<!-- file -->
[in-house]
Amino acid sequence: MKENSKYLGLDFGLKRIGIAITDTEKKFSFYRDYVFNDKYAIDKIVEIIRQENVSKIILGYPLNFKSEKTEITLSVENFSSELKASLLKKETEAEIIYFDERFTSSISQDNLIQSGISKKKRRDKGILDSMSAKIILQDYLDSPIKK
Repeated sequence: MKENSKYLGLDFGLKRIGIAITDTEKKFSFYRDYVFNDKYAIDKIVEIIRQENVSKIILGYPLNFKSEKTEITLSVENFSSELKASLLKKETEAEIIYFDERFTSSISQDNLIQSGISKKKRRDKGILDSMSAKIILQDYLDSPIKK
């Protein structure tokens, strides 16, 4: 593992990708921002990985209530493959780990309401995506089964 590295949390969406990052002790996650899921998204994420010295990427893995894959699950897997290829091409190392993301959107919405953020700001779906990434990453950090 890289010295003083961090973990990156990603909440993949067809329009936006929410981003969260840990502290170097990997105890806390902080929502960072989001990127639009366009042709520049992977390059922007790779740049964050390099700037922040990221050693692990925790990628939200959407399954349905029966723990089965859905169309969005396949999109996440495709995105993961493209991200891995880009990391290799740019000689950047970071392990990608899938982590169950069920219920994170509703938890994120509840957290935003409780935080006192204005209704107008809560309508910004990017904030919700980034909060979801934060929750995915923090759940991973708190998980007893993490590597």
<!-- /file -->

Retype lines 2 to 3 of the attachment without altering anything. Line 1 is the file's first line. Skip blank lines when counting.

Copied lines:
Amino acid sequence: MKENSKYLGLDFGLKRIGIAITDTEKKFSFYRDYVFNDKYAIDKIVEIIRQENVSKIILGYPLNFKSEKTEITLSVENFSSELKASLLKKETEAEIIYFDERFTSSISQDNLIQSGISKKKRRDKGILDSMSAKIILQDYLDSPIKK
Repeated sequence: MKENSKYLGLDFGLKRIGIAITDTEKKFSFYRDYVFNDKYAIDKIVEIIRQENVSKIILGYPLNFKSEKTEITLSVENFSSELKASLLKKETEAEIIYFDERFTSSISQDNLIQSGISKKKRRDKGILDSMSAKIILQDYLDSPIKK